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Reformation of the Industrial Court of NSW and more

This has certainly been the season of industrial relations and workplace legislative reform. We have already seen three recent tranches from the Federal Government, and now a new wave of industrial relations reform in the NSW State system is upon us.

In November 2023, in the first raft of industrial changes for the Industrial Relations Act 1996 (NSW) (IR Act) NSW State IR Minister Sophie Cotsis introduced the Industrial Relations Amendment Bill 2023.

The Bill not only re-establishes the Industrial Court of NSW (which was abolished in 2016), but also delivers on election promises to remove the public sector wages cap, improve recruitment and retention practices, and implement “more cooperative, interest-based” bargaining for the public sector in NSW.  

Schedules related to bargaining and other provisions described below came into force in December last year. The provisions relating to the Industrial Court are anticipated to commence early this year.

The Industrial Relations Court

Once the relevant Schedules of the Bill commence, the Industrial Court will be re-established – almost as if 2016 never happened.

This means that the Industrial Relations and Workplace Health & Safety (WH&S) jurisdictions previously held by the Supreme Court, District Court and Commission, will be transferred to the new Industrial Court. The Industrial Court will be a superior court of record, equivalent to the Supreme Court of NSW, and will have the jurisdiction to resolve disputes, impose fines, handle WH&S prosecutions and hear underpayment cases. It may also exercise powers of apprehension, detention and punishment of persons guilty of contempt of the Commission. 

The Industrial Court will also have an appellant jurisdiction that will allow it to hear proceedings on an appeal or case stated basis from an Industrial Magistrate or other court; or from a member of the Commission exercising the functions of the Commission in Court Session. Appeals will also be possible from the Full Bench of the Industrial Court to the Court of Criminal Appeal concerning criminal proceedings.

The office of Chief Commissioner of the Industrial Relations Commission will be abolished. The offices of President, Vice-President and Deputy President will be reinstated as judicial members of the Commission.

Minister Cotsis claims the changes will encourage quick, cheap and practical resolutions for industrial issues, stating that the members of the Industrial Court will be able to “switch roles immediately and act in either a conciliation or arbitration role”, as opposed to what he alleged was “legalistic, slow and costly” processes that workers, employers and unions currently experienced in the Supreme Court.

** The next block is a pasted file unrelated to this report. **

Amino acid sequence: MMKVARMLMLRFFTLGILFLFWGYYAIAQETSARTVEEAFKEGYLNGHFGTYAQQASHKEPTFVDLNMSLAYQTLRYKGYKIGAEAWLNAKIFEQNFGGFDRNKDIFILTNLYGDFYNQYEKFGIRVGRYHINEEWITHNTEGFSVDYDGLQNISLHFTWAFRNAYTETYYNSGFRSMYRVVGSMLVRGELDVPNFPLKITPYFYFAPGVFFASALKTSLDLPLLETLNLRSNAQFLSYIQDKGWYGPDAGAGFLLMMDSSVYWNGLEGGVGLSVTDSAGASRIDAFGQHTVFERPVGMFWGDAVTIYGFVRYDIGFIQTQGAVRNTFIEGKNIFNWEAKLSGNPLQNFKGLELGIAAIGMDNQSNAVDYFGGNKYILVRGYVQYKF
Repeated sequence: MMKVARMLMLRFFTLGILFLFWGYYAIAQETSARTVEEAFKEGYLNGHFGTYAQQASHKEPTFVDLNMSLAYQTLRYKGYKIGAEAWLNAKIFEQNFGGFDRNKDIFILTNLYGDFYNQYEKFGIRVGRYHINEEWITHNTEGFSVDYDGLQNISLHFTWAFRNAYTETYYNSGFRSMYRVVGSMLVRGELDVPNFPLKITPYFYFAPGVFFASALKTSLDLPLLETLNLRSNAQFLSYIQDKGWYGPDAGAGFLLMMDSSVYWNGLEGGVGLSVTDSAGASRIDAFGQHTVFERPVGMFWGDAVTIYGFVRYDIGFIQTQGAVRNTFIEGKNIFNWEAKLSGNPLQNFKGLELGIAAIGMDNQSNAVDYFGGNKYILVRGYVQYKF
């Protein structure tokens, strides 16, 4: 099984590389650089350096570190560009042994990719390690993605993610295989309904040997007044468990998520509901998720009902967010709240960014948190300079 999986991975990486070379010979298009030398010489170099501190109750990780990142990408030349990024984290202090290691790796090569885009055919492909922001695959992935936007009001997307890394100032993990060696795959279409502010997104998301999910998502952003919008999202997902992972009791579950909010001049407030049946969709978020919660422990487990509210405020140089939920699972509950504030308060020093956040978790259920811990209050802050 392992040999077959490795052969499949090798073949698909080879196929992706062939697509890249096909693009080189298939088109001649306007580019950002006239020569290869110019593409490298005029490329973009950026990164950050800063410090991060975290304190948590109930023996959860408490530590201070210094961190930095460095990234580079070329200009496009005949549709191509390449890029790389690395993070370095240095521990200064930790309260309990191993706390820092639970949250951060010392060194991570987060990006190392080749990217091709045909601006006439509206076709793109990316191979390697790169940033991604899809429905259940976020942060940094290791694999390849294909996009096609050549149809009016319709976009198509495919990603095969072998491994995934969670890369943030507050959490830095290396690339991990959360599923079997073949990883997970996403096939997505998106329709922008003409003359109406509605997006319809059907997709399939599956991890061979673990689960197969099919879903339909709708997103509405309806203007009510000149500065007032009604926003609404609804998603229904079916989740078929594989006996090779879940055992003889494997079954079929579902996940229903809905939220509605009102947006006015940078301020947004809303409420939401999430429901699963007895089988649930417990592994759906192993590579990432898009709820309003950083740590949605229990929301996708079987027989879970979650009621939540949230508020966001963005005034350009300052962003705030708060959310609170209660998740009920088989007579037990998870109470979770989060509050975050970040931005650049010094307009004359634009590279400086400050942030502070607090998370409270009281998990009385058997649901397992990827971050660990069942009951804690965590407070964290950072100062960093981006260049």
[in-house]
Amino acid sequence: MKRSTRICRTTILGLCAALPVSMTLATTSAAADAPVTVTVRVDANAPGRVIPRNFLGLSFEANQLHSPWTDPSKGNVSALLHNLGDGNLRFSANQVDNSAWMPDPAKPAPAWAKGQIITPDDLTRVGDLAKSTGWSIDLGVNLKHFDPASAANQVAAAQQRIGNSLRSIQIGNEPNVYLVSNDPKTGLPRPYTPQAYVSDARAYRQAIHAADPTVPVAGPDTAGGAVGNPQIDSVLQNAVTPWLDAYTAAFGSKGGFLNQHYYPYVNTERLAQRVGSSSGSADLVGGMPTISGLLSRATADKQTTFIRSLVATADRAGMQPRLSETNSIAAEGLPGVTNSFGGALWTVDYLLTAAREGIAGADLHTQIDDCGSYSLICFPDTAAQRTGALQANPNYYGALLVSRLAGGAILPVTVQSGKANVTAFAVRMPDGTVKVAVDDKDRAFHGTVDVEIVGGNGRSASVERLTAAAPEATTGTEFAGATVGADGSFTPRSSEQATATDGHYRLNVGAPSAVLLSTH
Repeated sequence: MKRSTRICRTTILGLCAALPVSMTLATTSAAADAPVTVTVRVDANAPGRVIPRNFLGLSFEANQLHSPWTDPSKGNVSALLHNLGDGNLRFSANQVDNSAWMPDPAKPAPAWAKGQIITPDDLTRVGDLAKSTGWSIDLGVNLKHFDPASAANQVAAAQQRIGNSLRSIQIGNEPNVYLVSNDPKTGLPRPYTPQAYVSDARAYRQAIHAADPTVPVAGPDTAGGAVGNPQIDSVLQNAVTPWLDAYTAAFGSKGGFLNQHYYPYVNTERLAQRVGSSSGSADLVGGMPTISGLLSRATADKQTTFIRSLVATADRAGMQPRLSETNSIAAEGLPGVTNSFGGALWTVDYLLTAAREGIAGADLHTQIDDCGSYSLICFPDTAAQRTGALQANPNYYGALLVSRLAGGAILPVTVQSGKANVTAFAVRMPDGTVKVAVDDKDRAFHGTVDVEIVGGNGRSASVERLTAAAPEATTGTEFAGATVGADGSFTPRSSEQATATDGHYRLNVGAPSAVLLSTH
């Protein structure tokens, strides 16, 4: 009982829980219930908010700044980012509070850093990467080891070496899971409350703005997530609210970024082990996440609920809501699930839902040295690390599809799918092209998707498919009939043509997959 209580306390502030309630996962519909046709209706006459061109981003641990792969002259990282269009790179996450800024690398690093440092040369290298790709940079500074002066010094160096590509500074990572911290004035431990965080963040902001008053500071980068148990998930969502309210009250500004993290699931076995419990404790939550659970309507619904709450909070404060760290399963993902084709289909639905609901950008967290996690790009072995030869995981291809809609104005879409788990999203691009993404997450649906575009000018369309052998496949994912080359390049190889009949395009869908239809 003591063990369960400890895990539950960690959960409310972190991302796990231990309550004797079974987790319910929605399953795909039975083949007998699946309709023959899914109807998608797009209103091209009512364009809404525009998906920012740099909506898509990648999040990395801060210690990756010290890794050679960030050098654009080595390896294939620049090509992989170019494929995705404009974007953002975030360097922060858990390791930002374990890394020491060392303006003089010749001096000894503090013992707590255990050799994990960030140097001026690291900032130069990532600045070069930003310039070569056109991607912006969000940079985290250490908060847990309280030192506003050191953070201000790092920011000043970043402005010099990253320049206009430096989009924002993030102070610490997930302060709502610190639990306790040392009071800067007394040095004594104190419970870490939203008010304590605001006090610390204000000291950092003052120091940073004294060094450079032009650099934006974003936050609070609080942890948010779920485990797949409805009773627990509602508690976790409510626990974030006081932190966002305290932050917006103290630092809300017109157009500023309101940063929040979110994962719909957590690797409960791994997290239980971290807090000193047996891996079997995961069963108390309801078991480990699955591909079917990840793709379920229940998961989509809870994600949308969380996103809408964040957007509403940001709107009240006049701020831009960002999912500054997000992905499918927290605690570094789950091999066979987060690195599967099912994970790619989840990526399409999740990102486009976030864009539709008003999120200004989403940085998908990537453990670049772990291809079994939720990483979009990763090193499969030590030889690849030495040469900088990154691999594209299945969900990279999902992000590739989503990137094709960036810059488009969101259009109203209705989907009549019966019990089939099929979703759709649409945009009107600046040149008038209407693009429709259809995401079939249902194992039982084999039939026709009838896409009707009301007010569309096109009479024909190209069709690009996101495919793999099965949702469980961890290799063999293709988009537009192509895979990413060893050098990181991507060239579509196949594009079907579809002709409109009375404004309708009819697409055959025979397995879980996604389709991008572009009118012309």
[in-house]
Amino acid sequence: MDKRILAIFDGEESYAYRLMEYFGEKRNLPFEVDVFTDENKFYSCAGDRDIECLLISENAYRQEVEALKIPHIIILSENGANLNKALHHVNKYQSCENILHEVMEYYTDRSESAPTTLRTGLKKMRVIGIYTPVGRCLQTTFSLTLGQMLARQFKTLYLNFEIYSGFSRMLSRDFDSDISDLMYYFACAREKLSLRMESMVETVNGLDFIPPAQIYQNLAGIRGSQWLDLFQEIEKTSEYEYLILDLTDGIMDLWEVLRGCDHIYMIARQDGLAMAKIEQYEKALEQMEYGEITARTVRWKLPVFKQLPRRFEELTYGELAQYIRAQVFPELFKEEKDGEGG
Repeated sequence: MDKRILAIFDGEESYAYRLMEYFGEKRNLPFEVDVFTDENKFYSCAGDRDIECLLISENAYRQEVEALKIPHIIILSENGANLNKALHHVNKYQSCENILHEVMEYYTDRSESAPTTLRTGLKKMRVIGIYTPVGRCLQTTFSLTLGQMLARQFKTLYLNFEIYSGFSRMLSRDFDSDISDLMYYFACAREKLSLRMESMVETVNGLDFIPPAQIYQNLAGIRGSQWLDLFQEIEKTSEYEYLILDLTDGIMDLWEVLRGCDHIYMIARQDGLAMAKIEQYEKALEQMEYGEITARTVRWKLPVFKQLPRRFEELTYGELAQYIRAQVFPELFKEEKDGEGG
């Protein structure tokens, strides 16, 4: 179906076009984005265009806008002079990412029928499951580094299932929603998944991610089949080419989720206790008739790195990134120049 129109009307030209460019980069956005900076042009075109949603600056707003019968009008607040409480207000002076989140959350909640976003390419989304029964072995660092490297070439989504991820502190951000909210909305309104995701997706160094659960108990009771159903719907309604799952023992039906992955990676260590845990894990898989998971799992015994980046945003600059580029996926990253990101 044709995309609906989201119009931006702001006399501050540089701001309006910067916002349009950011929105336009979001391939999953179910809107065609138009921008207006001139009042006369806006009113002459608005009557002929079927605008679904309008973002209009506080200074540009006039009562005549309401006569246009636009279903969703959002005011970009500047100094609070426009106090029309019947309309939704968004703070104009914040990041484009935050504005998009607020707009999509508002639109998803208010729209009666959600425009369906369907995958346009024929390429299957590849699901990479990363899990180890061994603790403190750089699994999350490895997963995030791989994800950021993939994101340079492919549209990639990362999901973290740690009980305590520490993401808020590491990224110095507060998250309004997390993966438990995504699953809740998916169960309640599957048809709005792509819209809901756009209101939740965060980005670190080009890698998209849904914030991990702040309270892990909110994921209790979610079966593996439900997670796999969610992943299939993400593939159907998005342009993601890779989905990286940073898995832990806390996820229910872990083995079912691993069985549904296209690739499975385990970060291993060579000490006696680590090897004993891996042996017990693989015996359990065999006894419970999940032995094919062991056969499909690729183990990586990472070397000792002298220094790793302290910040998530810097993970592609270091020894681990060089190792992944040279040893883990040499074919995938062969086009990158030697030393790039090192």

In response, Chief Justice Bell issued a statement on behalf of the Supreme Court’s judges insisting that the Minister’s observations were “not accurate and cannot go uncorrected as a matter of public record.” In fact, many industrial relations matters have been dealt with by judgment delivered by the Supreme Court on the same day of hearing or within a matter of days.

Wages gap and mutual gains bargaining 

The Bill has now repealed the wage cap on the public sector imposed by section 146C of the IR Act.

A new Chapter 2A has been inserted into the IR Act, enshrining “mutual gains bargaining” for the public sector, and the modernisation of good faith bargaining. Minister Cotsis has framed these amendments as a move towards “more consultative” bargaining, allowing workers and unions to engage with government agencies for mutual gain.

Section 129L of the IR Act lists the following as the application bargaining principles:

  • a “collaborative approach” 

  • parties are to “identify and communicate their key needs” to…“maximise…common interests and reconcile…conflicting interests” 

  • negotiations are to be “consensus-seeking”; and “parties are to work together” 

  • parties are to aim to reach an agreement that meets their “core needs”, so that the parties are satisfied

  • the bargaining is efficient 

  • the bargaining creates, maintains or strengthens relationships between the parties 

  • each party is satisfied their interests have been addressed. 

Minister Cotsis also said that the Government hoped that overall, the amendments would allow all parties to “negotiate effectively with public sector workers to promote potential increases in real wages while returning benefit to the people of New South Wales”.

Finally, the miscellaneous provisions of the Bill include a requirement that the Industrial Relations Commission take into account the Government’s fiscal position and outlook in the exercise of its functions regarding public sector employees.


It remains to be seen whether “mutual gains bargaining”, heavily influenced by the new Fair Work Ombudsman Anna Booth (formerly of the Fair Work Commission), will have the desired effect of enabling fair wages to be negotiated.

The reformation of the Industrial Court may reinvigorate the industrial relations system in NSW, giving unions more confidence to commence proceedings in a familiar setting with access to enforceable judicial powers. In particular, there may be more union sponsored WH&S proceedings, as unions will perceive the Industrial Court as being more flexible and forgiving  in comparison to the strict legal procedures applied in the District  & Supreme Courts. 

Authors: Darren Gardner & Hannah Lawson

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